Us and Them: A Pain Researcher Discusses Why Diversity in Health Care Matters
Martin Schiavenato, PhD, RN, is an assistant professor at the University of Miami School of Nursing and Health Studies, and a Robert Wood Johnson Foundation Nurse Faculty Scholar. This is part of a series of posts looking at diversity in the health care workforce.
It is human nature. The old adage “opposites attract” is a myth; in fact, the contrary is true. We feel more comfortable with and welcome those who share in our definition of “us” than not. Accordingly, this also forms the basis to how we define “them.” It is intuitive that we feel connected to and prefer those who share in what we believe to be our experience, and that we are suspicious and even spurn those who we feel do not. This phenomenon is referred to by psychologists as “in-group bias.”
"When it comes to providing best clinical care, race and culture matter."
In my field of pain research, there is ample documentation of how clinician preferences impact the care of patients. Clinicians better address pain management in patients who “match” their reference group or their preferences more closely. For example, better pain care is given to patients who speak the same language, are of similar socioeconomic status, or even those considered more attractive to the clinician. Subtle cues from the patient—their physical appearance, the circumstances that brought them to seek care, their behaviors and expressions—all will have a consequence on the nature of the care that they will receive. Thus, the race and culture of the clinician have the potential to be significant contributors in the quality of care that a patient will receive. This inherent tension between “us” and “them” may be particularly relevant in a country with a history of institutionalized racism.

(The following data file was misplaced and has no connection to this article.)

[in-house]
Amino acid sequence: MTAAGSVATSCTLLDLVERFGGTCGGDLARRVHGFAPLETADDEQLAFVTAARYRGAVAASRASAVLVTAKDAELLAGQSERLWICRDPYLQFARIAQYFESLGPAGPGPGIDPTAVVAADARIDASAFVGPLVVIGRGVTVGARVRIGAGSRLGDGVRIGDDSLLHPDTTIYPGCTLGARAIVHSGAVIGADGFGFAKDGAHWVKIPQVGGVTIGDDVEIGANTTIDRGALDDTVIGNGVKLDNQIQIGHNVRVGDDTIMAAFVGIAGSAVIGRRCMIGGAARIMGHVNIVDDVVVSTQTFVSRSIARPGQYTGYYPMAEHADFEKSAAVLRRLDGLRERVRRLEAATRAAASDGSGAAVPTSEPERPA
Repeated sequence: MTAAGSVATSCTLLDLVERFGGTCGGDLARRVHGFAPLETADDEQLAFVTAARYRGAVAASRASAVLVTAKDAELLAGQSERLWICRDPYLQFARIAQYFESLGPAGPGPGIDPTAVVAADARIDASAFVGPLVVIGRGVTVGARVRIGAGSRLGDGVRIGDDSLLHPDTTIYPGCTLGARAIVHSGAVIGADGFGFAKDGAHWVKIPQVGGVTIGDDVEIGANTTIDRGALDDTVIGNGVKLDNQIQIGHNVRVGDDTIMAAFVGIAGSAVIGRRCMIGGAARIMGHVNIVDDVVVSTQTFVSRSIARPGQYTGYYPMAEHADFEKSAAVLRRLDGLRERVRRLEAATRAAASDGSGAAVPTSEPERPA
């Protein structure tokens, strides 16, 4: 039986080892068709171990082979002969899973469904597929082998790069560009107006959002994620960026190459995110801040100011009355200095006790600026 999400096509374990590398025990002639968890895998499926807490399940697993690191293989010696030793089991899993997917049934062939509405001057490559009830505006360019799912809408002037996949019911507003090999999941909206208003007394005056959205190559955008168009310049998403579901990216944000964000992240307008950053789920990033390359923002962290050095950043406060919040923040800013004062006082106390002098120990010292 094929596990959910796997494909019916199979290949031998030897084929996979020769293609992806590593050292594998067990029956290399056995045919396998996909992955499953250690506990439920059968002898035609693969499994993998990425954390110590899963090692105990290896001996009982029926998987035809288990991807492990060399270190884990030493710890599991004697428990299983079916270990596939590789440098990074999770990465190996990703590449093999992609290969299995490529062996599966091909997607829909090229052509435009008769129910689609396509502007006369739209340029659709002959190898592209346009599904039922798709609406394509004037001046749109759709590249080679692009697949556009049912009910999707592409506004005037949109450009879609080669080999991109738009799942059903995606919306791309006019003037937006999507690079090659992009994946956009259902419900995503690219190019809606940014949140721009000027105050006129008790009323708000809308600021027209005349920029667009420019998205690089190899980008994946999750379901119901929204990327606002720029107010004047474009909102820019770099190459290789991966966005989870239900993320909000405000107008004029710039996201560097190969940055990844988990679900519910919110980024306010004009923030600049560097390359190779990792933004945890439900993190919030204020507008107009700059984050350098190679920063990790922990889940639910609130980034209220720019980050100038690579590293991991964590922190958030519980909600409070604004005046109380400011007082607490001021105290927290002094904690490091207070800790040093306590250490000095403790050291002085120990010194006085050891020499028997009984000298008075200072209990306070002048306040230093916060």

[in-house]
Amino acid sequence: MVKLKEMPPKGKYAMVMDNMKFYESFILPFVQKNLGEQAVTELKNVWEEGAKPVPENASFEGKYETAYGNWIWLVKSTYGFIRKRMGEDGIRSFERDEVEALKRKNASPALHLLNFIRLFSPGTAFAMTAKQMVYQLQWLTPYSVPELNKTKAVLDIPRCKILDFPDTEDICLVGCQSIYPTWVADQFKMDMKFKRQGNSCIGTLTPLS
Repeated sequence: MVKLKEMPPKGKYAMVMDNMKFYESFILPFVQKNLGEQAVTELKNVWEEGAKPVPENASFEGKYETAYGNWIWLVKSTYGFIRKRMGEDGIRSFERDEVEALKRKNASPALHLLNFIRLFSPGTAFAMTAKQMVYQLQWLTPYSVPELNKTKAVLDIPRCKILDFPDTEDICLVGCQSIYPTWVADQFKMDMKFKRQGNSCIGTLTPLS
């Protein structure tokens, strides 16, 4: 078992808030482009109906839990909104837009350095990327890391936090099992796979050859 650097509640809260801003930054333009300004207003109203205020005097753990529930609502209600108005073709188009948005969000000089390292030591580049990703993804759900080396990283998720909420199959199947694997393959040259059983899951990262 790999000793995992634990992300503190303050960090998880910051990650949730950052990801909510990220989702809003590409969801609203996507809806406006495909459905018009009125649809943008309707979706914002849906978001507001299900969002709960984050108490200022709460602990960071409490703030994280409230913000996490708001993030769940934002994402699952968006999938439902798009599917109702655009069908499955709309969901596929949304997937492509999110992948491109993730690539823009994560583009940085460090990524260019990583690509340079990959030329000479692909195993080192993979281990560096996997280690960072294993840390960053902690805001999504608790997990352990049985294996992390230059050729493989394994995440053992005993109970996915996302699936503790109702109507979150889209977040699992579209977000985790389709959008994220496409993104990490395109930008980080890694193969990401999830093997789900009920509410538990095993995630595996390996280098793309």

Patients with sickle cell disease (SCD) suffer from an incapacitating symptom called a vaso-occlusive crisis (VOC). The VOC is caused by abnormal sickled or crescent-shaped red blood cells (normally round or doughnut-shaped) which do not circulate well, occlude blood vessels, and subsequently starve body tissue of life-sustaining oxygen. This experience is characterized by excruciating pain. Unfortunately, and due to multiple factors, the pain in patients with SCD is consistently reported to be poorly treated. A significant contributing factor to poor pain treatment in these patients is thought to be a mismatch between the race and culture of the patient and clinician. The overwhelming majority of patients with SCD in the United States are African American, while African Americans are underrepresented above and beyond their expected minority numbers in the ranks of health care providers. Significantly, poor pain treatment translates beyond personal suffering and into prolonged hospitalizations and unnecessary costs.
Let me clarify. I am not saying that clinicians are inherently racist, or that a mismatch between patient and clinician race inevitably leads to poor clinical outcomes. Nor am I advocating that clinicians should only care for those patients they match by race or culture. I am stating that in-group bias marks boundaries of distinction (us and them, familiar and foreign) that must be recognized as limits to our understanding and to our ability to provide best care. When it comes to providing best clinical care, race and culture matter.
Diversity is generally and rightfully celebrated for its differences; it adds flavor, color, and spice to what would be an otherwise homogenous landscape. The objective of this entry is to highlight the other side of that coin; the importance that similarities play; the relevance and impact that a common background has on improving health care. Diversity in health care matters because improved health outcomes will be achieved when the pool of health care providers better reflects the society that it serves.